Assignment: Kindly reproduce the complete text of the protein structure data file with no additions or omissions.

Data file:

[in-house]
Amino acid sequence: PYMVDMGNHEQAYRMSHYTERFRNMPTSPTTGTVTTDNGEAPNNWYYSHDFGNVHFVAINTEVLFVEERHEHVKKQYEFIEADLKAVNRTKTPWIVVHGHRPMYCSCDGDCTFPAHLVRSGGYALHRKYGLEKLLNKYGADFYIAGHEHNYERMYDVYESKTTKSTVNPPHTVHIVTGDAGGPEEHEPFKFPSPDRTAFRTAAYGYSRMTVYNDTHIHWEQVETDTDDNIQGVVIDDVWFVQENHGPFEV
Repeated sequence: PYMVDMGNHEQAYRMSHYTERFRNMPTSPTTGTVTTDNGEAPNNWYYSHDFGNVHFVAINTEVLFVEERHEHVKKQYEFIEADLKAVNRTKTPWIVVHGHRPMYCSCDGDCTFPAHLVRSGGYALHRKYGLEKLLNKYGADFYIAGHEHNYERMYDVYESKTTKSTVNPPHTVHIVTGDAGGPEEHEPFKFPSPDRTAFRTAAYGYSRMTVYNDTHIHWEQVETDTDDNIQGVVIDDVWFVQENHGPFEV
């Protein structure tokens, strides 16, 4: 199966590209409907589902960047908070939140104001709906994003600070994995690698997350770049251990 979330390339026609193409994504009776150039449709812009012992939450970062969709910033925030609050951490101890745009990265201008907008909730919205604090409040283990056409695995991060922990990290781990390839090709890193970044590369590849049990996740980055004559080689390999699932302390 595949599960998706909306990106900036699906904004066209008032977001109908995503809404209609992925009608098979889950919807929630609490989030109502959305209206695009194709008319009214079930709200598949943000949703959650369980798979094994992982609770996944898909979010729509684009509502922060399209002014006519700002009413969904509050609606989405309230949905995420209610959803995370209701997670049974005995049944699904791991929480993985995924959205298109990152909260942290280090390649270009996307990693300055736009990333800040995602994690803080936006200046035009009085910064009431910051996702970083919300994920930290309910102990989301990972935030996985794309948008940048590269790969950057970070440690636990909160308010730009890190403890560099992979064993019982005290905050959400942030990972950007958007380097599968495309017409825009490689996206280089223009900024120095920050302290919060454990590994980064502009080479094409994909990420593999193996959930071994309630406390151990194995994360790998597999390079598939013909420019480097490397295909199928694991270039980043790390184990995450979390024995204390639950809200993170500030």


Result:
[in-house]
Amino acid sequence: PYMVDMGNHEQAYRMSHYTERFRNMPTSPTTGTVTTDNGEAPNNWYYSHDFGNVHFVAINTEVLFVEERHEHVKKQYEFIEADLKAVNRTKTPWIVVHGHRPMYCSCDGDCTFPAHLVRSGGYALHRKYGLEKLLNKYGADFYIAGHEHNYERMYDVYESKTTKSTVNPPHTVHIVTGDAGGPEEHEPFKFPSPDRTAFRTAAYGYSRMTVYNDTHIHWEQVETDTDDNIQGVVIDDVWFVQENHGPFEV
Repeated sequence: PYMVDMGNHEQAYRMSHYTERFRNMPTSPTTGTVTTDNGEAPNNWYYSHDFGNVHFVAINTEVLFVEERHEHVKKQYEFIEADLKAVNRTKTPWIVVHGHRPMYCSCDGDCTFPAHLVRSGGYALHRKYGLEKLLNKYGADFYIAGHEHNYERMYDVYESKTTKSTVNPPHTVHIVTGDAGGPEEHEPFKFPSPDRTAFRTAAYGYSRMTVYNDTHIHWEQVETDTDDNIQGVVIDDVWFVQENHGPFEV
């Protein structure tokens, strides 16, 4: 199966590209409907589902960047908070939140104001709906994003600070994995690698997350770049251990 979330390339026609193409994504009776150039449709812009012992939450970062969709910033925030609050951490101890745009990265201008907008909730919205604090409040283990056409695995991060922990990290781990390839090709890193970044590369590849049990996740980055004559080689390999699932302390 595949599960998706909306990106900036699906904004066209008032977001109908995503809404209609992925009608098979889950919807929630609490989030109502959305209206695009194709008319009214079930709200598949943000949703959650369980798979094994992982609770996944898909979010729509684009509502922060399209002014006519700002009413969904509050609606989405309230949905995420209610959803995370209701997670049974005995049944699904791991929480993985995924959205298109990152909260942290280090390649270009996307990693300055736009990333800040995602994690803080936006200046035009009085910064009431910051996702970083919300994920930290309910102990989301990972935030996985794309948008940048590269790969950057970070440690636990909160308010730009890190403890560099992979064993019982005290905050959400942030990972950007958007380097599968495309017409825009490689996206280089223009900024120095920050302290919060454990590994980064502009080479094409994909990420593999193996959930071994309630406390151990194995994360790998597999390079598939013909420019480097490397295909199928694991270039980043790390184990995450979390024995204390639950809200993170500030």